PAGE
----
CoIT? No, it’s CoUX!

by Brian Katz on November 11, 2013 · 2 comments

It’s funny. Whenever I give a talk from stage, or talk to a few colleagues or even get asked for advice on strategy, it all revolves around the same cause. For some, it’s “we’re in this mess” while for others it’s “we have this great opportunity” and they always point to the same thing. It’s the Consumerization of IT (CoIT) that has been the reason we’re moving forward with mobile. What I find so funny about all this is that none of them get it. It’s not CoIT that has led so many businesses to start adopting mobile as a way to enhance access to their ecosystem. This misunderstanding is the whole reason why so many companies are having so much trouble getting to the point where mobile is no longer just a thought but a way of doing business.

Ginsu-KnivesMy mother has an iPhone. She’s had a Blackberry for work for years but couldn’t get her personal email on it and certainly couldn’t figure out how to get apps on her device either. My brother and I went down the path of least resistance and got her an iPhone, and then, of course we let the grandchildren show her how to use it. It’s nice not being the one who has to fix every problem, although I am not sure my daughters agree. She doesn’t know how to use everything on her phone but she has figured out the app store and has downloaded the apps she needs. Invariably, this leads to, why can’t my work blackberry be this easy? How come I can’t add apps to it? Why does work make it so complicated for me.?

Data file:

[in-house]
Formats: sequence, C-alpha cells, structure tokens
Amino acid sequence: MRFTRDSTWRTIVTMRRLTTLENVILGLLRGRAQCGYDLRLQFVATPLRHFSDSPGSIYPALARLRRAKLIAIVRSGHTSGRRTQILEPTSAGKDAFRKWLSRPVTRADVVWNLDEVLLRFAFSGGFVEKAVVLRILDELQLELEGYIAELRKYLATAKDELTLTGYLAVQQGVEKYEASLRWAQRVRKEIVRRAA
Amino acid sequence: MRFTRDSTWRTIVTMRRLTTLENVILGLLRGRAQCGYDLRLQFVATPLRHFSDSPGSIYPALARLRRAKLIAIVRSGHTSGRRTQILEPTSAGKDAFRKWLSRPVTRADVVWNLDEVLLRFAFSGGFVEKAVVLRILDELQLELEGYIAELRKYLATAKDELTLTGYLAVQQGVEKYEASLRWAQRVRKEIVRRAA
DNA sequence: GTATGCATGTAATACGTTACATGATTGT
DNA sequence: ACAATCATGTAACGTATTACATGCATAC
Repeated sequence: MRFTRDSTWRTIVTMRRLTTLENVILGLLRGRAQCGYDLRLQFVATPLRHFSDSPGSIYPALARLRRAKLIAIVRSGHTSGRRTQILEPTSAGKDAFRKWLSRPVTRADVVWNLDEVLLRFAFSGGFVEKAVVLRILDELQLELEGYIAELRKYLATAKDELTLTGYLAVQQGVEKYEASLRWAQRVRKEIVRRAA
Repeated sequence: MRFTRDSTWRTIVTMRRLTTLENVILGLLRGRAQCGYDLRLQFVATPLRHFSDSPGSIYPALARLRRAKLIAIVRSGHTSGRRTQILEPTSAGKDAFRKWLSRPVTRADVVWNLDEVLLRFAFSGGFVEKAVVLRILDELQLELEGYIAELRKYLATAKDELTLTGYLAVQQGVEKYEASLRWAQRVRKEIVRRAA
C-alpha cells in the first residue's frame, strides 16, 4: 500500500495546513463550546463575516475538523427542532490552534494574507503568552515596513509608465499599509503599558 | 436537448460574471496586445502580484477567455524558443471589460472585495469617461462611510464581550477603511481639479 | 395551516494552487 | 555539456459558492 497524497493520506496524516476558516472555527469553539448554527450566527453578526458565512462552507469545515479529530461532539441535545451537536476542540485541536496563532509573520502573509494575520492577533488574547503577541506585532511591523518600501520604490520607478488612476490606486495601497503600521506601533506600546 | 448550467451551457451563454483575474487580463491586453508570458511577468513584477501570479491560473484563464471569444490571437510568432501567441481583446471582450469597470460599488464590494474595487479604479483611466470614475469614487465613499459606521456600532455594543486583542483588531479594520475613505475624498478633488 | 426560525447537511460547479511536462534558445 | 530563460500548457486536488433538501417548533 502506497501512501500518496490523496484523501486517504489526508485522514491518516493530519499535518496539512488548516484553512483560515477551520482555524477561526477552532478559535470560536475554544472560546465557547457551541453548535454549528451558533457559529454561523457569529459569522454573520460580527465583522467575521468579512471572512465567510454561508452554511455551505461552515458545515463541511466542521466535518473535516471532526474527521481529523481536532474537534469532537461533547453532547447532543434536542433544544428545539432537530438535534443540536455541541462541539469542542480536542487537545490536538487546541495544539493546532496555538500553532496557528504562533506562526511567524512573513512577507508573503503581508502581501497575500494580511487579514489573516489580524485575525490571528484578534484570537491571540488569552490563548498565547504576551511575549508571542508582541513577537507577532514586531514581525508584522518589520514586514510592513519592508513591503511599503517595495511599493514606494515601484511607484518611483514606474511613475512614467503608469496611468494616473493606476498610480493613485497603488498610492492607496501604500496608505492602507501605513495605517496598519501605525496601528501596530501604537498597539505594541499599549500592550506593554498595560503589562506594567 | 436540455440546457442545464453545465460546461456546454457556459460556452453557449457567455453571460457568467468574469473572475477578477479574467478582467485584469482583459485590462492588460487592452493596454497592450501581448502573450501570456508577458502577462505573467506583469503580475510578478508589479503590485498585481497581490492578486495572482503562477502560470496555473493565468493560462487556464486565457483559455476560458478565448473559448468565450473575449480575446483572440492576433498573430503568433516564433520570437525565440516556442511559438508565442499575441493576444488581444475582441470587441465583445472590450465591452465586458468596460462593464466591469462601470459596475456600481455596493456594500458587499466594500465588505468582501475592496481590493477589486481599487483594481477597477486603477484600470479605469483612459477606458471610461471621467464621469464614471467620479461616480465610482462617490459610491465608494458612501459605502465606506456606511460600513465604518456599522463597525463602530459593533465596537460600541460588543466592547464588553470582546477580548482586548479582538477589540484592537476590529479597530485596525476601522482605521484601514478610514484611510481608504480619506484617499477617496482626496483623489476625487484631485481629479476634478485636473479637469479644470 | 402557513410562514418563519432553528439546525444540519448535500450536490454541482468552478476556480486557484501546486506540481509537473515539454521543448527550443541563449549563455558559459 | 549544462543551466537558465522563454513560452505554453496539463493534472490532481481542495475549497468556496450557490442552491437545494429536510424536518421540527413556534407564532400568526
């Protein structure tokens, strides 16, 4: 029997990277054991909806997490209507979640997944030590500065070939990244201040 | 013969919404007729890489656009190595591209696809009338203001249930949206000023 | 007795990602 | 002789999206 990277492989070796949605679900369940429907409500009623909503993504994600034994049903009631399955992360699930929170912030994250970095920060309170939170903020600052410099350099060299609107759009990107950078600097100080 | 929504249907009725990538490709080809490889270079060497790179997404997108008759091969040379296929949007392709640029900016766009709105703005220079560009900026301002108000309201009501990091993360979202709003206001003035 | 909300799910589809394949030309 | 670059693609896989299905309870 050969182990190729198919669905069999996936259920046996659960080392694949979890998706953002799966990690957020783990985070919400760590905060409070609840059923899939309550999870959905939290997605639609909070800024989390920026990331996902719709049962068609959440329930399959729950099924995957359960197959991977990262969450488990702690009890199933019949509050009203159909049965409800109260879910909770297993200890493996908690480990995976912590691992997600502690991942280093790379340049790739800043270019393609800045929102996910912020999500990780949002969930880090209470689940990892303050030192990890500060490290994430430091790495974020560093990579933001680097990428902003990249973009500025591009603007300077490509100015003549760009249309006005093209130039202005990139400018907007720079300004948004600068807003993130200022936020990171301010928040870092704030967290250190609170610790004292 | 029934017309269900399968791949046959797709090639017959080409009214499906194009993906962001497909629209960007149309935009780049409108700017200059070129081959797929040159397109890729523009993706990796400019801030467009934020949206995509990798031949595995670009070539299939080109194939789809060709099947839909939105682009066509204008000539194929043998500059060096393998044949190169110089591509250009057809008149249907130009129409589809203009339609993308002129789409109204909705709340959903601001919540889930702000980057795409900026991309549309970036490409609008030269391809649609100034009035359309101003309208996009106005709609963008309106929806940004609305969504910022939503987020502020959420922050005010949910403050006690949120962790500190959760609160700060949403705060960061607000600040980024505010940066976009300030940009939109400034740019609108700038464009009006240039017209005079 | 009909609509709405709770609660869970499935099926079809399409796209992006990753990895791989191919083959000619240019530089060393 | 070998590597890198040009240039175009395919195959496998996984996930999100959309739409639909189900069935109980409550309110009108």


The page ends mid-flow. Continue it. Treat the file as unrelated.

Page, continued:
Here’s the thing, my mother’s work values security. It cares about the email and other documents people can access because it has to follow regulations. Yet, it is still in the midst of an iOS pilot that I know about and yet my mother has no clue where to go to ask to be part of it. Her question is quite simple though, how do I get this document on my computer so I can work on it tonight. It’s a struggle many of have had and some of us have discovered things like USB keys or if we are a little smarter, we have found Dropbox, or Box to sync our files with. Others go the low-tech route and email the documents they need to themselves. They aren’t trying to break security they’re just trying to get their work done and they want it to be easy.

At home, everything is simple. It takes a few clicks to set up an email account on a phone, another couple of clicks to set up a file sharing service on a tablet. People don’t spend time thinking about where their documents are. The companies that make the apps that they use and love have focused on the user experience. The most my mother ever thinks about is whether the photo of her grandchildren is on her phone or not. It’s a binary decision, yes or no. She pulls out her phone and presses an app and 5 seconds later she is showing photos of her grand kids to whomever wants to see them, or can’t get away fast enough.

What most companies fail to realize is that’s it’s not about the consumerization of IT but rather about the consumerization of the user experience (UX). What most companies see as people understanding IT better is really just things getting so easy that anyone can do them. The user experience no longer means that you have to place a call to IT to connect to the Internet. You don’t need to install some app with a 25-digit key just to look at word document on your tablet. They can watch the latest premier league game on the phone or tablet at the touch of a finger but it still takes 10 clicks, a password, a dial-in code plus the phone code just to join a web conference at work.